PALESTINIAN STUDENT: My name is Layla [inaudible]. I am twenty-three years of age.

    JOHN HAMILTON: Senators heard a direct appeal from Palestinian university students in the West Bank, including Anan Quzmar, a campaigner at Birzeit University.

      ANAN QUZMAR: Some would argue that taking sides might alienate some students. In fact, your university has taken a side already. It’s supporting the side of the oppressor. It’s invested in a company that is supporting the Israeli occupation. And this must end. That is the neutral position. Your current position is not neutral. You’re on the side of the oppressor. I urge everyone to vote in favor of this motion, and I hope that many universities will follow.

      ASUC SENATOR: Be brave. You’re here to make a decision.

    JOHN HAMILTON: As the clock ticked towards 4:00 a.m., senators launched into a final debate over the divestment measure.

      BILL OPPONENT: I am, however, disappointed in the ASUC for considering an issue that is so complex and multifaceted that even the senators that began researching the context of this bill are not even scratching the surface of its meaning.

      BILL SUPPORTER: I’m kind of surprised, because we go to Berkeley. We’re like the number one —- supposedly the number one public university. We have all these classes, and it teaches us to engage in these complex issues. And so, I don’t know what you’ve been doing, but maybe you can come to class with me tomorrow.

      BILL SUPPORTER: I believe we need to divest and that we need to divest from these two companies, because it’s peaceful, but it’s still economically aggressive.

      BILL OPPONENT: Divisiveness is necessary in this case to pass this bill. Therefore, tonight, I choose to sustain the veto, because there must be another way to have all stories included in our victory.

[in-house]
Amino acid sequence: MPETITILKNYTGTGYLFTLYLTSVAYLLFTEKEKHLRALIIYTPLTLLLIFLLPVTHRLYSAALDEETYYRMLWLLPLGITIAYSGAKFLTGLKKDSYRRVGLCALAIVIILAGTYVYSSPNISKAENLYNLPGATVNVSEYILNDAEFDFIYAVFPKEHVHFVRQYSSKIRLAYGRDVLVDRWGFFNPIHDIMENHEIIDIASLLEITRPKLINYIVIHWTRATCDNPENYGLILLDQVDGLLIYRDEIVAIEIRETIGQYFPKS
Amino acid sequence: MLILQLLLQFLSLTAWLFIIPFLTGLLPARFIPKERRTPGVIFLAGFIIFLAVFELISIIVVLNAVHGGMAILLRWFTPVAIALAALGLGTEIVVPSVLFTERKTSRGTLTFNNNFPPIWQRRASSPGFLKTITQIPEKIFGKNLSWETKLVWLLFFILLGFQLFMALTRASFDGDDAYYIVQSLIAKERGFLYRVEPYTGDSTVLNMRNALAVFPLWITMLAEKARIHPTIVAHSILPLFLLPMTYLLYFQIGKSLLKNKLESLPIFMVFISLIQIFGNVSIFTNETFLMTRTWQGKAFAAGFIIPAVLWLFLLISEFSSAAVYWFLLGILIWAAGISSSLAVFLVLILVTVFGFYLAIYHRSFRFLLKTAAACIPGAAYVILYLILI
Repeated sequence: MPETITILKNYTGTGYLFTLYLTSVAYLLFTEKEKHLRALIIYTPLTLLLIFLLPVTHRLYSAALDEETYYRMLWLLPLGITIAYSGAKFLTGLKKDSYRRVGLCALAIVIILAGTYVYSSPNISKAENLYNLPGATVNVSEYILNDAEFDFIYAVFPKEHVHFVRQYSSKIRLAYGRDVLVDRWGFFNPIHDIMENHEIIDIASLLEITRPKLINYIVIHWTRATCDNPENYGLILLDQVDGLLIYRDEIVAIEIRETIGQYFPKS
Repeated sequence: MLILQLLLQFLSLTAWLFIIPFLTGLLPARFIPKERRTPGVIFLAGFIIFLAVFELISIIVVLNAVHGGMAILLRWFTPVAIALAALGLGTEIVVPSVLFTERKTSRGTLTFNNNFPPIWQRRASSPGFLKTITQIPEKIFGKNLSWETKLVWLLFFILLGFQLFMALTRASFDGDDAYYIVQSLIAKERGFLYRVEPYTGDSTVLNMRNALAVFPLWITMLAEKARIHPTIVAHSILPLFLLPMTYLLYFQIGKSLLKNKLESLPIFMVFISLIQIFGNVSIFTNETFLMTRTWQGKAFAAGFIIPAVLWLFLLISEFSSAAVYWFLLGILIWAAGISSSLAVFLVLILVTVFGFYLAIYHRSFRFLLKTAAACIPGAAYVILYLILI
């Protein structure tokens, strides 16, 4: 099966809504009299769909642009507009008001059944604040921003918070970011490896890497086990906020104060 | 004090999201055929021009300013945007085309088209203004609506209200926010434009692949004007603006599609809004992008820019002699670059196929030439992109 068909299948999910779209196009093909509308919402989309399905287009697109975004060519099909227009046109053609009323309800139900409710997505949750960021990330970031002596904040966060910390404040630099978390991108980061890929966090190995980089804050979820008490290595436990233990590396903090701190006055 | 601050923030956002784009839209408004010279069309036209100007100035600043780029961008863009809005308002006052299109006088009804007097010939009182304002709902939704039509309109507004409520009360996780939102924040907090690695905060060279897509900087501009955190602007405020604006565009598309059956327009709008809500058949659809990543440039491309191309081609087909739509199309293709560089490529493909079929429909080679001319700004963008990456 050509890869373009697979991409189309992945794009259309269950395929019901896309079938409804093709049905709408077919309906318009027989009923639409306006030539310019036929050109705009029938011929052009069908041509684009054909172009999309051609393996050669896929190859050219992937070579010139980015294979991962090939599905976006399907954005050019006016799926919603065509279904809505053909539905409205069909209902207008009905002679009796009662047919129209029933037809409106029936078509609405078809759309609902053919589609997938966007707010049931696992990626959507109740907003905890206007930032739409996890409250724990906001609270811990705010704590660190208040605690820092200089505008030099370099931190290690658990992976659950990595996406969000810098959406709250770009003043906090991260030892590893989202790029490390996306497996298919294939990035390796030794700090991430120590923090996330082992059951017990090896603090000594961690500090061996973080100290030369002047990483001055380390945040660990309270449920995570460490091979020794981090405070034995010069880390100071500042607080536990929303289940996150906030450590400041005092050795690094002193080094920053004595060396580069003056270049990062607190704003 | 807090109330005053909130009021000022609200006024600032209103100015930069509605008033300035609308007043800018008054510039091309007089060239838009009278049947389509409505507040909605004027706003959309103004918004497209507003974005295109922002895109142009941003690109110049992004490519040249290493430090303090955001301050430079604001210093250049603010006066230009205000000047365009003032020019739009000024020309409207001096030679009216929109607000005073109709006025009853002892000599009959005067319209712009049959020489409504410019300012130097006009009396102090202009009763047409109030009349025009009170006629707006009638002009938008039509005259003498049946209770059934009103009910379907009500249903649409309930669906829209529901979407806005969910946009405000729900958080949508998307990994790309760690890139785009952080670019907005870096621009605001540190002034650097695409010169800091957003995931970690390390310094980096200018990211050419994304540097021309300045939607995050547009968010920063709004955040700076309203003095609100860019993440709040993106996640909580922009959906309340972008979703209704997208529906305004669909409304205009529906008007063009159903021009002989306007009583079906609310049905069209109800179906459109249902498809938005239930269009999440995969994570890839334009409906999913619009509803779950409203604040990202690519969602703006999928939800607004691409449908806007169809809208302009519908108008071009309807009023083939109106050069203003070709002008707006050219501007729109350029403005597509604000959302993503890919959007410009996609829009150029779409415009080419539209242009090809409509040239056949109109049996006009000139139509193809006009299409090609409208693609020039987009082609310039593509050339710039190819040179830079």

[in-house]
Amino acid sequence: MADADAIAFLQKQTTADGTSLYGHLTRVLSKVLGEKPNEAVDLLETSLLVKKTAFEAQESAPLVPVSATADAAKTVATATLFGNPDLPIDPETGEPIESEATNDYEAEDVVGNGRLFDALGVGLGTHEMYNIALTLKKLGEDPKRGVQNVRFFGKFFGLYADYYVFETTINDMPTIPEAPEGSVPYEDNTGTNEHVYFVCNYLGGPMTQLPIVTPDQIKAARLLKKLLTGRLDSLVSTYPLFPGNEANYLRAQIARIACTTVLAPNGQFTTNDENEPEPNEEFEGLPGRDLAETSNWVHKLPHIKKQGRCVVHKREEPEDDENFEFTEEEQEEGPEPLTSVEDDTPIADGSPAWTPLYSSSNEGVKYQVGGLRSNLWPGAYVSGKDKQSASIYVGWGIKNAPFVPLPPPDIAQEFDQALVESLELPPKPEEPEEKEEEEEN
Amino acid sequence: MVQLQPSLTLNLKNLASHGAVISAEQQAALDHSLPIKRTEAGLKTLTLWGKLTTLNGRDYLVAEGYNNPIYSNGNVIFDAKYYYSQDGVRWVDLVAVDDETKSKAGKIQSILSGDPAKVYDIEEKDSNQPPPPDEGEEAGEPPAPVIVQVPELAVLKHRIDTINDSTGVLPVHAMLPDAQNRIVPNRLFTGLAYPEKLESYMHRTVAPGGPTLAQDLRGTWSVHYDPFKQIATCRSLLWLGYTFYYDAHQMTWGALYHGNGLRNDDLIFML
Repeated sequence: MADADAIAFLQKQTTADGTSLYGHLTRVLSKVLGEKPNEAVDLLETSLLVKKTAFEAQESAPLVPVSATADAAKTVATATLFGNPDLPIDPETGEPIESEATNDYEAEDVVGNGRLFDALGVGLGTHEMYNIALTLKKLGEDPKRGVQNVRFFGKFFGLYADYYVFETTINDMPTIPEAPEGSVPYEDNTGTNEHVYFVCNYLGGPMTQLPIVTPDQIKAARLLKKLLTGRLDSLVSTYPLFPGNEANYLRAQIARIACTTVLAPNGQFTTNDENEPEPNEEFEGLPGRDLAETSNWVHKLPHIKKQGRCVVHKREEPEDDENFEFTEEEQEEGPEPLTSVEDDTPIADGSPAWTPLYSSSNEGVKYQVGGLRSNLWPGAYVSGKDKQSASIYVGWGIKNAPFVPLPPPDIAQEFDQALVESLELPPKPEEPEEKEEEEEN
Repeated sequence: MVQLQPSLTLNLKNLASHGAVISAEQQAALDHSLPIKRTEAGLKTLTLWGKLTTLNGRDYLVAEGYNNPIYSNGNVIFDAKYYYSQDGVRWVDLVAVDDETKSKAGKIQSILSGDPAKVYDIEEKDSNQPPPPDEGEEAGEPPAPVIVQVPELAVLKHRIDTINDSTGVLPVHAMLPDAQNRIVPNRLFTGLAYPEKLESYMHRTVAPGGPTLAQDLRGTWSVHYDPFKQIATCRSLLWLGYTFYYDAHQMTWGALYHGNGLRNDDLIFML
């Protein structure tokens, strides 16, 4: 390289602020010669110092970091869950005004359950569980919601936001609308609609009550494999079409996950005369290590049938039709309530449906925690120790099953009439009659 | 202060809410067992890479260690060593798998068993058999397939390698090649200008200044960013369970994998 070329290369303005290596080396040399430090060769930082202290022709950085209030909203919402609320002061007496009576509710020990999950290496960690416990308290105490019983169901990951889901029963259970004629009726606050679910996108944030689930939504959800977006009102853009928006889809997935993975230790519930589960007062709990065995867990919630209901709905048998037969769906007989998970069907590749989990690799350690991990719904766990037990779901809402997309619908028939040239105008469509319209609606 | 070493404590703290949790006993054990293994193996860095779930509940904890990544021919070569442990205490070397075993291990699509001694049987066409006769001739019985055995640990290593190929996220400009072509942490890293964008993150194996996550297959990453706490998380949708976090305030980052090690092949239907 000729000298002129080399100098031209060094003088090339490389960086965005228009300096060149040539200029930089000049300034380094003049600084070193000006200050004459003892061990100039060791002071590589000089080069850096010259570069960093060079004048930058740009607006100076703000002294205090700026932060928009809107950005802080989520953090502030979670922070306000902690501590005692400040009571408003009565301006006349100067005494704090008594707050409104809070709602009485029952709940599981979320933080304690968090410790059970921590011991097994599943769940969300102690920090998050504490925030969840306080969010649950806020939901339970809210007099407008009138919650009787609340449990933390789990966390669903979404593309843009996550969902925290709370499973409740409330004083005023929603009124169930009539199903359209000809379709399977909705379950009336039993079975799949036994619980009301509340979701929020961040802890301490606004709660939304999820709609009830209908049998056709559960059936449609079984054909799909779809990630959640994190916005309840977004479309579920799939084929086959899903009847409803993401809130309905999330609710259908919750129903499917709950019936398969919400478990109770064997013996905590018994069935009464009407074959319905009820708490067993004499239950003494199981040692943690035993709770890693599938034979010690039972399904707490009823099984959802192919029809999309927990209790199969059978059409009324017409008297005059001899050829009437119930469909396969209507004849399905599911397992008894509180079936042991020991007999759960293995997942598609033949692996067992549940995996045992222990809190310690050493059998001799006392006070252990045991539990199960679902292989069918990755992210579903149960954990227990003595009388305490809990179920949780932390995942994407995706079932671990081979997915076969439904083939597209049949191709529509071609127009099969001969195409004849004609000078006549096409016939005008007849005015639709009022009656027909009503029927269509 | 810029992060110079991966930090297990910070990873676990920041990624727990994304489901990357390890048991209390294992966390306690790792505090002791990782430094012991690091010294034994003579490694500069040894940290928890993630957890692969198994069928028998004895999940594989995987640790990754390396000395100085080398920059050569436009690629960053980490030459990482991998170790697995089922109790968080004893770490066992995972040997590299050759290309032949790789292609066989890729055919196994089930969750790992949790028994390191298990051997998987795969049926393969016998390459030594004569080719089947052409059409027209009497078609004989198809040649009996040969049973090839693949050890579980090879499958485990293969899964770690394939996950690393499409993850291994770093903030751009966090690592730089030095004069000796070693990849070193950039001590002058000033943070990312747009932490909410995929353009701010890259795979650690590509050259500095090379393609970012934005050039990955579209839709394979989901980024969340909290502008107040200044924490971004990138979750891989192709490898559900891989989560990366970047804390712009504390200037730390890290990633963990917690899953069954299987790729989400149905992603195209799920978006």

BILL SUPPORTER: Being a first-generation American on my mother’s side and a Jewish student with a family of Holocaust survivors, I am blessed in being given the chance to do right by my ancestors and my communities tonight to do the least that is asked of me to stand up for rights of the oppressed when I see the opportunity and to vote to divest, once and for all. Thank you.

      ASUC SENATOR: By a vote of 13-to-5-to-1, this motion to override the veto fails, and the veto is sustained.

      ASUC SENATOR: I want to thank you, first of all, for coming out and showing us support and -—

    JOHN HAMILTON: After their efforts to override the presidential veto fell one vote short, senators led the crowd from the room in a silent protest. Organizers say it’s only a matter of time before UC Berkeley and other universities divest from companies that arm Israel in the commission of war crimes. They point to a similar bill under consideration at UC San Diego and other efforts on campuses across the country.

    For Democracy Now!, I’m John Hamilton at the University of California at Berkeley.

AMY GOODMAN: This is Democracy Now!, democracynow.org, the War and Peace Report. And in our last minute, I’ve asked Professor Clayborne Carson of Stanford University, who has actually recently returned from the West Bank, to describe what you found there and why you went.

DR. CLAYBORNE CARSON: Well, I went there to meet with Palestinian nonviolent activists. I’m interested in, obviously, nonviolent movements around the world and who are carrying on the King and Gandhi tradition, and I think the most vibrant right now is in the West Bank. So I was in Ramallah, Hebron, Jerusalem, obviously, and I had had a video conference with activists in Gaza, since I was not allowed to enter Gaza.

AMY GOODMAN: And is there a boycott movement here at Stanford as there is at UC Berkeley?

DR. CLAYBORNE CARSON: Yes, there is. I think that this is part of that educational work of this — the movement that’s going on is one of the most important nonviolent movements going on in the world, and yet news about it is not getting to the United States. And I think this is part of the effort to make it more visible.

AMY GOODMAN: Professor Clayborne Carson, thank you very much for being with us, as we wrap up our broadcast today, as we leave Stanford University.